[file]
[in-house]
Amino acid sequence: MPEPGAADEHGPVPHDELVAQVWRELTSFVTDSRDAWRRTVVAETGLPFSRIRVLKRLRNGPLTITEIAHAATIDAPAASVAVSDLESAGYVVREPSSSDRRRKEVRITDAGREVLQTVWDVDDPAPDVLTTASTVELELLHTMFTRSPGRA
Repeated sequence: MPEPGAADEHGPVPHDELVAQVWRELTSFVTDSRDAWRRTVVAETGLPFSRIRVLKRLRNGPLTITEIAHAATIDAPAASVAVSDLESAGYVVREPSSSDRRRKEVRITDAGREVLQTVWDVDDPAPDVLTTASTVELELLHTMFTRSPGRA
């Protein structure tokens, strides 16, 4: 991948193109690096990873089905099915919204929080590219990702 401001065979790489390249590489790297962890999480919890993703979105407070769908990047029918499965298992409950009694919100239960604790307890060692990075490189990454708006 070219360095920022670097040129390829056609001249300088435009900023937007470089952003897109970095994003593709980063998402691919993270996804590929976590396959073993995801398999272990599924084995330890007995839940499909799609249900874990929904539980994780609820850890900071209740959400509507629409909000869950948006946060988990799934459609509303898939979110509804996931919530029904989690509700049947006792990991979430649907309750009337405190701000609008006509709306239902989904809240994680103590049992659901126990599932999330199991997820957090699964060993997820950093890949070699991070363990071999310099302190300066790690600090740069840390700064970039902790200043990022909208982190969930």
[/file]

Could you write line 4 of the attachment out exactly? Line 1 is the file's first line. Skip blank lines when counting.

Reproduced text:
């Protein structure tokens, strides 16, 4: 991948193109690096990873089905099915919204929080590219990702 401001065979790489390249590489790297962890999480919890993703979105407070769908990047029918499965298992409950009694919100239960604790307890060692990075490189990454708006 070219360095920022670097040129390829056609001249300088435009900023937007470089952003897109970095994003593709980063998402691919993270996804590929976590396959073993995801398999272990599924084995330890007995839940499909799609249900874990929904539980994780609820850890900071209740959400509507629409909000869950948006946060988990799934459609509303898939979110509804996931919530029904989690509700049947006792990991979430649907309750009337405190701000609008006509709306239902989904809240994680103590049992659901126990599932999330199991997820957090699964060993997820950093890949070699991070363990071999310099302190300066790690600090740069840390700064970039902790200043990022909208982190969930």